internet line with local residents for $5 per month - roughly a
quarter of the commercial rate.
The network -- which remains popular -- was supported by courses,
whose successful students could buy a refurbished computer with a
wireless card for $120.
So far, so good. But city hall soon ran into serious problems that
could stifle the wireless dreams of municipalities across the
world. US cable companies, which see citizen-funded networks as a
threat to their commercial fiefdoms, backed a bill that effectively
outlawed municipal wireless in the state of Pennsylvania. In December,
the state passed a bill forbidding any municipality in the state from
running an "information network". Only a last-minute deal with
Verizon, the state's de facto monopoly provider of broadband, saved
Philadelphia's vision. Verizon promised to allow the city's network,
but at the expense of the rest of the state. At least 15 US states are
considering similar telco-backed bills to ban municipal networks.
To Dianah Neff, Philadelphia's chief information officer, municipal
wireless is no mere luxury. Neff, a veteran public servant, sees
municipal networks as a potential leveller in a city where 70% of
state school children receive free school meals. "We have a vibrant
downtown," she says, "but we need to make sure all our neighbourhoods
can compete in the knowledge economy.
"We are not using taxpayers' dollars to build the network," she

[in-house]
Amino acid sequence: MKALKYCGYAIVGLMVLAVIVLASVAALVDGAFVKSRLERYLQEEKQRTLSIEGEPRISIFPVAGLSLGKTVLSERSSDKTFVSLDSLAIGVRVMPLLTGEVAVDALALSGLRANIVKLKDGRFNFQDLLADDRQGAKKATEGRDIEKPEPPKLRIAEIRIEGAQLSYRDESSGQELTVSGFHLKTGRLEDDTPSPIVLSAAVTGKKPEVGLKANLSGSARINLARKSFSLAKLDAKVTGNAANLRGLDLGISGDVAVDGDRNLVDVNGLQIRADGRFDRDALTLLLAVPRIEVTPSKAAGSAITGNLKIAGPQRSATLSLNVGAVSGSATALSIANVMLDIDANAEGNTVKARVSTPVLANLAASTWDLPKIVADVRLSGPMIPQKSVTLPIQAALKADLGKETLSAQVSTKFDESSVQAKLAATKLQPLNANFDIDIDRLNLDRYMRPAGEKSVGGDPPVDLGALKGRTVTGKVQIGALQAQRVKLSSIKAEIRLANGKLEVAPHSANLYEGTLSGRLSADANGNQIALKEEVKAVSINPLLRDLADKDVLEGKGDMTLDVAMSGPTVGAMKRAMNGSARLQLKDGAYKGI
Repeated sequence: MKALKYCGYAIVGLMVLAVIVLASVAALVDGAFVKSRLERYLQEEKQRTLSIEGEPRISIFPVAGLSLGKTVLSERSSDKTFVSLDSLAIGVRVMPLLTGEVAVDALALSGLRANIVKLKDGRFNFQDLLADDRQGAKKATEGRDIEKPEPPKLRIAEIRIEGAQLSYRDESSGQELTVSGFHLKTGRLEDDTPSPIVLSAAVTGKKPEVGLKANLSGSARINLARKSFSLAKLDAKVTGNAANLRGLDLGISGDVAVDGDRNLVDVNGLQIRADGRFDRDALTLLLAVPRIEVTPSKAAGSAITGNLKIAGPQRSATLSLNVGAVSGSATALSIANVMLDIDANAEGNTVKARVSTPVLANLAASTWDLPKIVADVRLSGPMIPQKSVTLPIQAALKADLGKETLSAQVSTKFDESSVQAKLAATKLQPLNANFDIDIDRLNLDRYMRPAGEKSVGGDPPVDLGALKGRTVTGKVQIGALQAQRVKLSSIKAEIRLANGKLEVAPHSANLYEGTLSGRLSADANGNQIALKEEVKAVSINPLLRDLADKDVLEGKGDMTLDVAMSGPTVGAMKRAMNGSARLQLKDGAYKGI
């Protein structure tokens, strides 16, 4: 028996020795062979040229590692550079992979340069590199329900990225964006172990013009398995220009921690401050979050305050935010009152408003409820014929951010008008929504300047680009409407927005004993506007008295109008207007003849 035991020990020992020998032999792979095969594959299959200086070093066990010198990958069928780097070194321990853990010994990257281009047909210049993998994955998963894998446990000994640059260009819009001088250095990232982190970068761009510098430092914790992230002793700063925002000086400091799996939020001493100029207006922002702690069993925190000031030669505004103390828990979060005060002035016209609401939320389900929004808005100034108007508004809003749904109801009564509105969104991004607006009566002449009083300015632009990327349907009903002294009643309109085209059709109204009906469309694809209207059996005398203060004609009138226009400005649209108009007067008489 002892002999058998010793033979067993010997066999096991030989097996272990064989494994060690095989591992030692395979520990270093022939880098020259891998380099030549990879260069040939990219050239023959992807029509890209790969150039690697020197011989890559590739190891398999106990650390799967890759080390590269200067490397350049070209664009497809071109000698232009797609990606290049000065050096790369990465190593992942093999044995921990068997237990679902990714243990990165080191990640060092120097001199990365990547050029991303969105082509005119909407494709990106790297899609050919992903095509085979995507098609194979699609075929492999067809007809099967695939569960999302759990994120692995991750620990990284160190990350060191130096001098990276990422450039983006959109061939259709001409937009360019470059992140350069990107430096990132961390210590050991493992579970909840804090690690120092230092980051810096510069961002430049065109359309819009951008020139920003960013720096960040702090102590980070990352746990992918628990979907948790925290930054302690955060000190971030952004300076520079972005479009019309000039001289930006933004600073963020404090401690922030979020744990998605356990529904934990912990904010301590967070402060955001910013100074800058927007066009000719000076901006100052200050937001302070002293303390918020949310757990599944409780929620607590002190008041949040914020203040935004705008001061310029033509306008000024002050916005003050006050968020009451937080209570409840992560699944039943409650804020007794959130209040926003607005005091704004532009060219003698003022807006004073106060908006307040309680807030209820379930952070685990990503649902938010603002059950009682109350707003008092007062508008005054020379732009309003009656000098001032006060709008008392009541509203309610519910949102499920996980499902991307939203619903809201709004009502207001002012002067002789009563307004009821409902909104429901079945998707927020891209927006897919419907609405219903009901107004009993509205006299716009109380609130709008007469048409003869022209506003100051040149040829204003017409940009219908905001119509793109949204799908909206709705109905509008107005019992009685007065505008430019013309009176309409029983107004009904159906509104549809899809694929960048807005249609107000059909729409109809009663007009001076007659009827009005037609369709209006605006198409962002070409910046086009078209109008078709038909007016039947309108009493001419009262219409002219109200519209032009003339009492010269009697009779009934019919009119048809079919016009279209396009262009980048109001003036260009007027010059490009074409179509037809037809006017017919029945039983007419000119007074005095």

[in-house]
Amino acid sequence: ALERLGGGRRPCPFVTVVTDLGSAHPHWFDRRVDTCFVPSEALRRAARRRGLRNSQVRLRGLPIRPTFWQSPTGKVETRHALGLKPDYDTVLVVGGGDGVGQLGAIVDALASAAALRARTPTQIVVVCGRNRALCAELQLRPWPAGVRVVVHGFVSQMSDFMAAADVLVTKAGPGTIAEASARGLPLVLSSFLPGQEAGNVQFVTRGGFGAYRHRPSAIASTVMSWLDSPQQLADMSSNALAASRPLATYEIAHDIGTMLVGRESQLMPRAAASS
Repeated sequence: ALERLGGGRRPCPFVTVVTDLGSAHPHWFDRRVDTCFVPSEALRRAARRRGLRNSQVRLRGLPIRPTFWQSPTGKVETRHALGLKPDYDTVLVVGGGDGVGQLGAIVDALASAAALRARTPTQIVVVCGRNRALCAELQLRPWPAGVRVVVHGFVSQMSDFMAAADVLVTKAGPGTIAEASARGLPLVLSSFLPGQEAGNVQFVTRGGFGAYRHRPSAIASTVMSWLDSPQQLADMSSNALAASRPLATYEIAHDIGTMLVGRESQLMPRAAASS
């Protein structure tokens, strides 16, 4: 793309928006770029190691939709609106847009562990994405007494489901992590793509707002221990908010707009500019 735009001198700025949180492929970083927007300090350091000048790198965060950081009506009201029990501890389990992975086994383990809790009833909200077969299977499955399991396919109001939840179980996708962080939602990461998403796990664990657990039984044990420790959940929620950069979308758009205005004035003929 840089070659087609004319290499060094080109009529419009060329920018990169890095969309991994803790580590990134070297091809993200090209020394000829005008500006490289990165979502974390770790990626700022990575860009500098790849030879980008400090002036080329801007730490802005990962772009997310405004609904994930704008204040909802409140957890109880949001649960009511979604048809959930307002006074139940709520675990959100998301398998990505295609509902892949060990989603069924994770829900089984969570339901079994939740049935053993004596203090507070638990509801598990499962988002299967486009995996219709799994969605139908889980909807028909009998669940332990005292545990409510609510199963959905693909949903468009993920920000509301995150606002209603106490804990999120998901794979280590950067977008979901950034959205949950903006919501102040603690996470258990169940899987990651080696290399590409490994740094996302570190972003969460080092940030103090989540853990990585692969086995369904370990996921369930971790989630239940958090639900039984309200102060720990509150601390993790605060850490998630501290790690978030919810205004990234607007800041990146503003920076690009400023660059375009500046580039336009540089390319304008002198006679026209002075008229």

adds. "We will finance it through taxable bonds or bank financing."
Moreover, Neff believes the network will be cost neutral, meaning that
the start-up costs will be offset by a reduction in the cost of civic
services. "We need outdoor access for our field operations, whether
that's building inspectors, health and social workers or public
safety. Our inspectors need access to engineering diagrams in the
field if there's a water main break," she explains. "DSL or cable
doesn't meet our needs."
Chris Clark, chief executive for BT Wireless Broadband, said the UK's
biggest broadband supplier would not be taking the same approach as
Verizon. "The community wireless projects, which started in an
environment of concern about rural service, are evolving into
providing all sorts of innovative services," he says. "It would be a
pity to see such innovation stifled. More recently, a number of
metropolitan wireless projects have been in the pipeline. BT is fully